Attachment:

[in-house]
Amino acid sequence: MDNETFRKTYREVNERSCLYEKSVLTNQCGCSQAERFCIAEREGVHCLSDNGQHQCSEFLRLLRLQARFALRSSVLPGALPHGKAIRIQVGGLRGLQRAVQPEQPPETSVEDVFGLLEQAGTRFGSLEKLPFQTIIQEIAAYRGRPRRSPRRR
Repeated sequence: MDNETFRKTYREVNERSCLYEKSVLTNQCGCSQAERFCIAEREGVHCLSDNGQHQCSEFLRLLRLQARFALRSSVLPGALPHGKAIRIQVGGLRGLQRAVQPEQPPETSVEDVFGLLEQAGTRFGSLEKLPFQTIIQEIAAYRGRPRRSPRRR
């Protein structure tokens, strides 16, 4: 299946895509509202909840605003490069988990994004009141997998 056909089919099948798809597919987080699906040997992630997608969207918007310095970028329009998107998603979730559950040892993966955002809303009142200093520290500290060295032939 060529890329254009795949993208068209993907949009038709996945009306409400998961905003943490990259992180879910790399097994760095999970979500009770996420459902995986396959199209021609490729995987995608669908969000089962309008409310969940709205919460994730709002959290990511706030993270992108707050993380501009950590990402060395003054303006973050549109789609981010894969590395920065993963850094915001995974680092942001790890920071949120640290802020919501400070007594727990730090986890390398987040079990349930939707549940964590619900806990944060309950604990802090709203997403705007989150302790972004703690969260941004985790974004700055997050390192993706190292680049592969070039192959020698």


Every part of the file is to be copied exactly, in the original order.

[in-house]
Amino acid sequence: MDNETFRKTYREVNERSCLYEKSVLTNQCGCSQAERFCIAEREGVHCLSDNGQHQCSEFLRLLRLQARFALRSSVLPGALPHGKAIRIQVGGLRGLQRAVQPEQPPETSVEDVFGLLEQAGTRFGSLEKLPFQTIIQEIAAYRGRPRRSPRRR
Repeated sequence: MDNETFRKTYREVNERSCLYEKSVLTNQCGCSQAERFCIAEREGVHCLSDNGQHQCSEFLRLLRLQARFALRSSVLPGALPHGKAIRIQVGGLRGLQRAVQPEQPPETSVEDVFGLLEQAGTRFGSLEKLPFQTIIQEIAAYRGRPRRSPRRR
């Protein structure tokens, strides 16, 4: 299946895509509202909840605003490069988990994004009141997998 056909089919099948798809597919987080699906040997992630997608969207918007310095970028329009998107998603979730559950040892993966955002809303009142200093520290500290060295032939 060529890329254009795949993208068209993907949009038709996945009306409400998961905003943490990259992180879910790399097994760095999970979500009770996420459902995986396959199209021609490729995987995608669908969000089962309008409310969940709205919460994730709002959290990511706030993270992108707050993380501009950590990402060395003054303006973050549109789609981010894969590395920065993963850094915001995974680092942001790890920071949120640290802020919501400070007594727990730090986890390398987040079990349930939707549940964590619900806990944060309950604990802090709203997403705007989150302790972004703690969260941004985790974004700055997050390192993706190292680049592969070039192959020698």